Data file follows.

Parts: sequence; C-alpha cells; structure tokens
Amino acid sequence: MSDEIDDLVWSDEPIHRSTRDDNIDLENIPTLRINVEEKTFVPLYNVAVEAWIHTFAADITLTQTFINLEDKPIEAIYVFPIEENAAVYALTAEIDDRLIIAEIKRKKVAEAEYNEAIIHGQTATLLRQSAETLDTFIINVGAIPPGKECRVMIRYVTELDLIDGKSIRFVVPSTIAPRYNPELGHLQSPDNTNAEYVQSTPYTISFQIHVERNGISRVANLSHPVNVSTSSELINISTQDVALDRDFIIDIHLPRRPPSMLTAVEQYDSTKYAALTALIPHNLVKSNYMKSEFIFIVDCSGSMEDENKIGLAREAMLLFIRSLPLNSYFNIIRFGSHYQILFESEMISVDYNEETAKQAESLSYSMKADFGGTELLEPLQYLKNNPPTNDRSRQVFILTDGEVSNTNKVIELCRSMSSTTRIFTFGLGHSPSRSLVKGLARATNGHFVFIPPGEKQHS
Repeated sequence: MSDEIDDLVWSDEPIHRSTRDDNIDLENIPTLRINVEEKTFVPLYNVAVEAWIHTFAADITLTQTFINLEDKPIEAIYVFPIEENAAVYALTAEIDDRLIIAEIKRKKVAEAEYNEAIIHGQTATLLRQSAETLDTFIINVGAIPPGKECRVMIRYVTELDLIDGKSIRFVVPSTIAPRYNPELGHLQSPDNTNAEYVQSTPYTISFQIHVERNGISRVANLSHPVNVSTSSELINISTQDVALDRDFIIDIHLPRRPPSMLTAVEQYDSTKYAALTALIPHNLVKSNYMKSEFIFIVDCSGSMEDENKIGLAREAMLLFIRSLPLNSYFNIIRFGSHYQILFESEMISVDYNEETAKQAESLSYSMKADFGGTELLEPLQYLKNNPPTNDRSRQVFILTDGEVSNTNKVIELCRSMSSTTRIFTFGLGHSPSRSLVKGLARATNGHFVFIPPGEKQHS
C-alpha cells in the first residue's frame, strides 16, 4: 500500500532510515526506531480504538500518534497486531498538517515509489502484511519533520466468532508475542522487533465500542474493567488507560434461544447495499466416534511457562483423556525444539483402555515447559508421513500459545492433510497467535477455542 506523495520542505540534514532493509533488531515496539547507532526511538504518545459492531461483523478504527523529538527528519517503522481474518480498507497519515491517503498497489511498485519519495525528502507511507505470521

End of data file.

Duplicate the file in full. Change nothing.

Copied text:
Parts: sequence; C-alpha cells; structure tokens
Amino acid sequence: MSDEIDDLVWSDEPIHRSTRDDNIDLENIPTLRINVEEKTFVPLYNVAVEAWIHTFAADITLTQTFINLEDKPIEAIYVFPIEENAAVYALTAEIDDRLIIAEIKRKKVAEAEYNEAIIHGQTATLLRQSAETLDTFIINVGAIPPGKECRVMIRYVTELDLIDGKSIRFVVPSTIAPRYNPELGHLQSPDNTNAEYVQSTPYTISFQIHVERNGISRVANLSHPVNVSTSSELINISTQDVALDRDFIIDIHLPRRPPSMLTAVEQYDSTKYAALTALIPHNLVKSNYMKSEFIFIVDCSGSMEDENKIGLAREAMLLFIRSLPLNSYFNIIRFGSHYQILFESEMISVDYNEETAKQAESLSYSMKADFGGTELLEPLQYLKNNPPTNDRSRQVFILTDGEVSNTNKVIELCRSMSSTTRIFTFGLGHSPSRSLVKGLARATNGHFVFIPPGEKQHS
Repeated sequence: MSDEIDDLVWSDEPIHRSTRDDNIDLENIPTLRINVEEKTFVPLYNVAVEAWIHTFAADITLTQTFINLEDKPIEAIYVFPIEENAAVYALTAEIDDRLIIAEIKRKKVAEAEYNEAIIHGQTATLLRQSAETLDTFIINVGAIPPGKECRVMIRYVTELDLIDGKSIRFVVPSTIAPRYNPELGHLQSPDNTNAEYVQSTPYTISFQIHVERNGISRVANLSHPVNVSTSSELINISTQDVALDRDFIIDIHLPRRPPSMLTAVEQYDSTKYAALTALIPHNLVKSNYMKSEFIFIVDCSGSMEDENKIGLAREAMLLFIRSLPLNSYFNIIRFGSHYQILFESEMISVDYNEETAKQAESLSYSMKADFGGTELLEPLQYLKNNPPTNDRSRQVFILTDGEVSNTNKVIELCRSMSSTTRIFTFGLGHSPSRSLVKGLARATNGHFVFIPPGEKQHS
C-alpha cells in the first residue's frame, strides 16, 4: 500500500532510515526506531480504538500518534497486531498538517515509489502484511519533520466468532508475542522487533465500542474493567488507560434461544447495499466416534511457562483423556525444539483402555515447559508421513500459545492433510497467535477455542 506523495520542505540534514532493509533488531515496539547507532526511538504518545459492531461483523478504527523529538527528519517503522481474518480498507497519515491517503498497489511498485519519495525528502507511507505470521